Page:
At Wrightslaw, our goals are to help you gain the information and skills you need to navigate the confusing world of special education.
one person do; what two people did; teaching a child to read - special
ed or Reading First; A Call to Action; questions about support for
NCLB; IDEA reauthorization update; dangerous amendments may weaken
IDEA; advocacy training programs in MS, NY, OK; what will YOU do this
1. What Can One Person Do?
weeks newsletter, we wrote, "Every where you look, you see information
about No Child Left Behind. What does it mean? What can you do with
it? What can you change with it?"
to tell you what two folks, Bill Byrne, a West Virginia attorney,
and Anne Spence, a Colorado parent, did to improve education for children
last week. Read their stories below.
2. No Child Left Behind Really? Why I Like This Law by Bill Byrne, Esq.
Byrne is an attorney who represents special-needs children and their
parents. After he read portions of Wrightslaw:
No Child Left Behind as a peer reviewer, Bill wrote an Op-ed article
about NCLB for the WV Charleston Gazette.
"For more than 25 years, I have watched school after school drop the ball and not give proper education services to disabled children. The only recourse is for courageous and determined parents to take on school systems and make them follow the law, often leading to costly and painful lawsuits."
federal No Child Left Behind law changes all this, and puts the burden
on school systems to show that schools are doing their job. The law
requires schools to be accountable for the progress of students
all students not just the best and the brightest . .
3. Using Info from The Special Ed Advocate in a Letter to the Editor
Spence is a parent from Durango, CO. She used portions from last
week's issue of The Special Ed Advocate in a Letter to the Editor
that asked parents to join an educational task force. Her letter,
published in The Durango Herald
on Sunday, October 5, said:
4. Teaching a Child to Read: Special Ed or Reading First?
writes, "My child is in 2nd grade and receives special education
for reading. He just got a progress report with an F in reading even
though he gets this extra help in special ed."
do you think? Are children who receive special education be excluded
from Reading First?
5. A Call to Action - Richmond, VA (October 18, 2003)
A Call to Action is an advocacy conference geared towards parents, advocates and attorneys who represent children with disabilities.
IDEA Amendments by Larry Searcy, Legislative Director, Center for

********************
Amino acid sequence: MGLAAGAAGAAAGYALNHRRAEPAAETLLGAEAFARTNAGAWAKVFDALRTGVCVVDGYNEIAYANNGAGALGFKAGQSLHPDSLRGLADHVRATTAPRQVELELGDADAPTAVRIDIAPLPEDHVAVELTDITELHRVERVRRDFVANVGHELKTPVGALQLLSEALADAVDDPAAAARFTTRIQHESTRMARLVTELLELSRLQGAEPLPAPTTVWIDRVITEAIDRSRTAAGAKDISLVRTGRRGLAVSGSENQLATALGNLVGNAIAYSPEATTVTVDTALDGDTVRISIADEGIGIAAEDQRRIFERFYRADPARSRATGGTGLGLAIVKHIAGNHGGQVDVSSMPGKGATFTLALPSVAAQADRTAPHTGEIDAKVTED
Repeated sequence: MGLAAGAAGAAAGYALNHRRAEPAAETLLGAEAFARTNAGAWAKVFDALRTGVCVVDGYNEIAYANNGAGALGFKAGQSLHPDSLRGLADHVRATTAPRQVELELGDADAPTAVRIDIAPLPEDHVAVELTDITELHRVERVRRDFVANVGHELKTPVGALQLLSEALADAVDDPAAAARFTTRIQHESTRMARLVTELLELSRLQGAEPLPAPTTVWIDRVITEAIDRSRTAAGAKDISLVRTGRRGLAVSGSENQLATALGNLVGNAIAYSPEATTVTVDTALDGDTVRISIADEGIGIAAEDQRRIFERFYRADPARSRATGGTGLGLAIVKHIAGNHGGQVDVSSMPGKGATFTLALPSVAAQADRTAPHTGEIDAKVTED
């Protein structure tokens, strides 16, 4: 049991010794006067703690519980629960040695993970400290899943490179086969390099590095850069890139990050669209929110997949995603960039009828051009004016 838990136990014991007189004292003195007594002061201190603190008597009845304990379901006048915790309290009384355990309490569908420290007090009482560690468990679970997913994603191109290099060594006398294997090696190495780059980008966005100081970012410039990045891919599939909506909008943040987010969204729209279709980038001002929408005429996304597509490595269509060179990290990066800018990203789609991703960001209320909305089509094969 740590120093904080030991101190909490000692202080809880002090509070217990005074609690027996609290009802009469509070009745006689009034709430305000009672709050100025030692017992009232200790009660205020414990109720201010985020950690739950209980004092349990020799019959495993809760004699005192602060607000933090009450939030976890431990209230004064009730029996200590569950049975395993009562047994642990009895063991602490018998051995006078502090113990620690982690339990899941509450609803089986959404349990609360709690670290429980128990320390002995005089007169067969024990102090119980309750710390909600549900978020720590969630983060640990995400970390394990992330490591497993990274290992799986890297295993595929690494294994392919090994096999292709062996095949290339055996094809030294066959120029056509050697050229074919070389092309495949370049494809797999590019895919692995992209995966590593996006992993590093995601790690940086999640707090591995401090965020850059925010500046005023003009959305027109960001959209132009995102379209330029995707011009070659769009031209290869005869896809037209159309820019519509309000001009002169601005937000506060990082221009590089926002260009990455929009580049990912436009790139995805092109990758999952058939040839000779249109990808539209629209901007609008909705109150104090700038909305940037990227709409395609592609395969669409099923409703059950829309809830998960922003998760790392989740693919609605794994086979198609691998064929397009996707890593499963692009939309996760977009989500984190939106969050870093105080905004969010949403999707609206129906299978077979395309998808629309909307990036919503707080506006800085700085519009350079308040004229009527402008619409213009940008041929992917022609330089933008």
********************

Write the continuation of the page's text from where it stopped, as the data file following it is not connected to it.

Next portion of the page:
Diploma Options (Will Kids with Disabilities Be Left Out?)
Call to Action is being held at T.
C. Williams School of Law, University of Richmond.
6. Questions About Our Support for NCLB - The Ultimate High Stakes Test?
"I am a longtime user of your usually excellent advocacy advice, but I fail to see how uncritical acceptance of NCLB furthers the cause of helping children with disabilities succeed in fulfilling their potential, or how it fits with other positions you have taken, as on high Stakes Testing, since NCLB seems to be the ultimate High Stakes Test."
want to clarify a few things before I get to your fears for severely
disabled children. No Child Left Behind is a general education law.
Lowering the general education standards will not help children with
severe disabilities . . ."
for your concerns about schools abandoning the children with the most
severe disabilities. If IDEA is weakened in the next reauthorization
. . ."
7. IDEA Reauthorization Update
of IDEA, many folks have asked for an update about the reauthorization
8. Dangerous Amendments May Weaken IDEA
The National Association of Protection & Advocacy Systems advises us about two dangerous amendments to the Senate bill.
to Gut No Child Left Behind for Children with Disabilities
Visit Our Children Left Behind for breaking news about IDEA reauthorization issues
9. Advocacy Training - Join Pete and Pam for an Advocacy Training Program (MS, NY, OK)
"Your boot camp was the most useful CLE I've ever attended. CLEs are notoriously boring and unpleasant. Your program was neither and I learned a lot, even as an experienced practitioner in the field." - Rob Mead, KU Wheat Law Library
Wrightslaw training programs focus on four areas: special education laws, rights & responsibilities; how to use the bell curve to measure progress & regression; SMART IEPs; and tactics & strategies for effective advocacy.
November 7-8: Jackson MS (Last Boot Camp in 2003!)
For more information about these events and programs that will be held over the next few months, please check our Seminars & Training page.
10. What Will You Do This Week?
week, we wrote, "Millions of children attend underperforming
schools. What will you do this week to improve education outcomes
for children in your community? Give this question some serious thought."
11. Subscription & Contact Info
The Special Ed Advocate is a free online newsletter about special education legal and advocacy issues, cases, and tactics and strategies. Subscribers receive "alerts" about new cases, events, and special offers on Wrightslaw books.